Pōneke-based artist Turumeke Harrington’s recent large-scale installations draw evocatively on the language of interior design. Furniture, light fittings and soft sculptures weave through space, inviting audiences to interact and play – to sit, climb, punch, pull.

Mahoranuiātea, described as a great expanse of light, is rendered for Objectspace’s foyer wall as a large-scale net, punctured with light and set against a shocking pink backdrop. Here Harrington considers how objects, material and colour can express, challenge and pursue mātauranga Māori through their composition.

The woven net describes the infinite expansion of the universe, functioning as an analogy for whakapapa as it extends out beyond us in all directions. LED lights signal moments of disruption, markers of individual failure, success and challenge. They act as beacons that speak of the people with whom we share both real time and our genealogy, acknowledging those who guide us forward.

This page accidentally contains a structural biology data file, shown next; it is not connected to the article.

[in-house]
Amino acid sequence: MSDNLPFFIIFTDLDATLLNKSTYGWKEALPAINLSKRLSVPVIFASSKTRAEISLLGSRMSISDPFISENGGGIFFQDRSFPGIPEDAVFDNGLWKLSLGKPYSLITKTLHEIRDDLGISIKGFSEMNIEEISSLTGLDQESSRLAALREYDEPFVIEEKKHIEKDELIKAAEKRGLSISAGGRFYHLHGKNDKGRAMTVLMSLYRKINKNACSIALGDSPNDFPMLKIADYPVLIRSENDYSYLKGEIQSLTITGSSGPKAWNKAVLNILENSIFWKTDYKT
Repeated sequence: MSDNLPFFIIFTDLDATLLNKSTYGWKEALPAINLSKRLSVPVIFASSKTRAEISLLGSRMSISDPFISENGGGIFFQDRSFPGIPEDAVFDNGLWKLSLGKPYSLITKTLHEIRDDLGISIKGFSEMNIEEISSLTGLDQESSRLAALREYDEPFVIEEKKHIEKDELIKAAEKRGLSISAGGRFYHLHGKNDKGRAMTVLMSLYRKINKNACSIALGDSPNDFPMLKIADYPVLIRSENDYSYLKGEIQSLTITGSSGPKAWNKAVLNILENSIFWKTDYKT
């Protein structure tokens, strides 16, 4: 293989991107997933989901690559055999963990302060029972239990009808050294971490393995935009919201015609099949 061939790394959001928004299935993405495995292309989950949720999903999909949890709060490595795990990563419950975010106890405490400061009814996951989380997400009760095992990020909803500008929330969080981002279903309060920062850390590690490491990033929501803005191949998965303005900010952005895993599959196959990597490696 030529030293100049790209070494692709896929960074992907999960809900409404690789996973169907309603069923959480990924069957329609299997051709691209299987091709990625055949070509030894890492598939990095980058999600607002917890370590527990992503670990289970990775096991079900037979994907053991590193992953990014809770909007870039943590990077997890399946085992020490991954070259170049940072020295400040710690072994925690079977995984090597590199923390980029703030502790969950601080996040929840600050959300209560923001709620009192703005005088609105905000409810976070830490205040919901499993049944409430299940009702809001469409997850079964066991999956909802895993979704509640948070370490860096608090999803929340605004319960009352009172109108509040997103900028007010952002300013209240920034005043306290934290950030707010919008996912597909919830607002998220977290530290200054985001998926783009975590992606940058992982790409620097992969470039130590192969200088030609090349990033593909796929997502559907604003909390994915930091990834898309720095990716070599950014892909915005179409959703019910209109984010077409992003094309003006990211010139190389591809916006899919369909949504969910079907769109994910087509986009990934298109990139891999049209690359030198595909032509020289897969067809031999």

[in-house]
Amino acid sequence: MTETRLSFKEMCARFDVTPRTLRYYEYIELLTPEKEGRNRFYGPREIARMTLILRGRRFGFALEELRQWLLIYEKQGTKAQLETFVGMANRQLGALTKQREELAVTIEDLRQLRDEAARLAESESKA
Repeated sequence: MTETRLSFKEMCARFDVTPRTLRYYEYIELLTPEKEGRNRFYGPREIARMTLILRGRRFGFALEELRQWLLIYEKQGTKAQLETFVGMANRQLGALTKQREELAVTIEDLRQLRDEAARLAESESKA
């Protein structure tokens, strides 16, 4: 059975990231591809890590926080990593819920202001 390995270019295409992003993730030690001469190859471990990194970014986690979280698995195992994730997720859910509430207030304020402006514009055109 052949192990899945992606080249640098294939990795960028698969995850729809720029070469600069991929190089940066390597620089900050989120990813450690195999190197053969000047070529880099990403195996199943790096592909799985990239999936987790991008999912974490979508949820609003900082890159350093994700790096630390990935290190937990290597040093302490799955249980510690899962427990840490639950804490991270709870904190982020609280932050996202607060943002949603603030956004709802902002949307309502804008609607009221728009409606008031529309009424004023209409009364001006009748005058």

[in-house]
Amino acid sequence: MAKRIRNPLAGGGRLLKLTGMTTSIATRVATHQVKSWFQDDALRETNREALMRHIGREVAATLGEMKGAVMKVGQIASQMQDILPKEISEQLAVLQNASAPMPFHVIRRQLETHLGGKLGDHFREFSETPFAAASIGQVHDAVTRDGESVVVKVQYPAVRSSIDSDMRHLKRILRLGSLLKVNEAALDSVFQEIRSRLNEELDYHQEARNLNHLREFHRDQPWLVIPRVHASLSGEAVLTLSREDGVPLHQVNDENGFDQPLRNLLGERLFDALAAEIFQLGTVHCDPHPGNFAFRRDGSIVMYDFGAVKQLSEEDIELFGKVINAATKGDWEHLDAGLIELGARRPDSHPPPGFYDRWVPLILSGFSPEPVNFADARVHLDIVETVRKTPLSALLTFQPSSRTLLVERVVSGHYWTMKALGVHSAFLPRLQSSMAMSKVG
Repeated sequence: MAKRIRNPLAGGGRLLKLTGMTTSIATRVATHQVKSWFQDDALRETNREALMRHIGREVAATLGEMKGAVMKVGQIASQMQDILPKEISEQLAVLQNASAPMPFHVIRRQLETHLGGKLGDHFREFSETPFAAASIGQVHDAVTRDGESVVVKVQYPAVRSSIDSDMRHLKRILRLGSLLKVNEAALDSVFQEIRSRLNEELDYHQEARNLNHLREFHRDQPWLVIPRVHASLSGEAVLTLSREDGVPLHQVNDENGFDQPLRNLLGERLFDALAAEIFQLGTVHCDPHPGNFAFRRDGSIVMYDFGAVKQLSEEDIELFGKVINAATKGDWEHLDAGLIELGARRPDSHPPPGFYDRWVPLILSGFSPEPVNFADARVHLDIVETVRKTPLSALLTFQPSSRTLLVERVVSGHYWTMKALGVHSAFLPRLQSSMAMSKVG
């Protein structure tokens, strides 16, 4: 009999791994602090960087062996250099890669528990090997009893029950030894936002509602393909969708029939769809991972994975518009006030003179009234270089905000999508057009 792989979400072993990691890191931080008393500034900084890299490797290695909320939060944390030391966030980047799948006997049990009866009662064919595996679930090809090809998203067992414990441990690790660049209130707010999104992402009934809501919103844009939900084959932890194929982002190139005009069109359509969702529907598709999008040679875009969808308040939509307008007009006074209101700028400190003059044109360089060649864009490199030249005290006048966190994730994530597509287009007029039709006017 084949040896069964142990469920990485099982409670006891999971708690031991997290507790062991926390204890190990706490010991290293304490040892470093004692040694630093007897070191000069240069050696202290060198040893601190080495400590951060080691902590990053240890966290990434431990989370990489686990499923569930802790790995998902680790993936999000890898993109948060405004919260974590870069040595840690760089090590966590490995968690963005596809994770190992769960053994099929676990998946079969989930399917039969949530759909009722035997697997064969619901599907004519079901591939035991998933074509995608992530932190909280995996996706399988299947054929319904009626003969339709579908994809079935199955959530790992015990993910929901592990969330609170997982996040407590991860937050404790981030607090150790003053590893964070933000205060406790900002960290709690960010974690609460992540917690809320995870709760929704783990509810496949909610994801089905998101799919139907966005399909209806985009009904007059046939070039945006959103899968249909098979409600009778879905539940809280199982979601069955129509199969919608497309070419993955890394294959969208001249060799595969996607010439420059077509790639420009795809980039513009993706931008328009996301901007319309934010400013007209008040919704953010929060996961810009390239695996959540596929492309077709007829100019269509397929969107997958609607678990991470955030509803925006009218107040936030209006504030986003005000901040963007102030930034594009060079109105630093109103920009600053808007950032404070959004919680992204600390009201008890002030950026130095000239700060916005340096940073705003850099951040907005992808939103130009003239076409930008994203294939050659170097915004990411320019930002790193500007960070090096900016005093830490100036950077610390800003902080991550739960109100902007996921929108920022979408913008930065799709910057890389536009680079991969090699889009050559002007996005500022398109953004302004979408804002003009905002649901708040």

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Turumeke Harrington is a Ngāi Tahu artist based in Pōneke Wellington, living with her daughter and partner. She has a background in industrial design and fine arts. Turumeke graduated with a BFA (Hons) from University of Canterbury in 2018.

  

Turumeke Harrington, installation view, Sumer Gallery, 2019. Image courtesy of Sumer Gallery.

Turumeke Harrington, installation view, Sumer Gallery, 2019. Image courtesy of Sumer Gallery.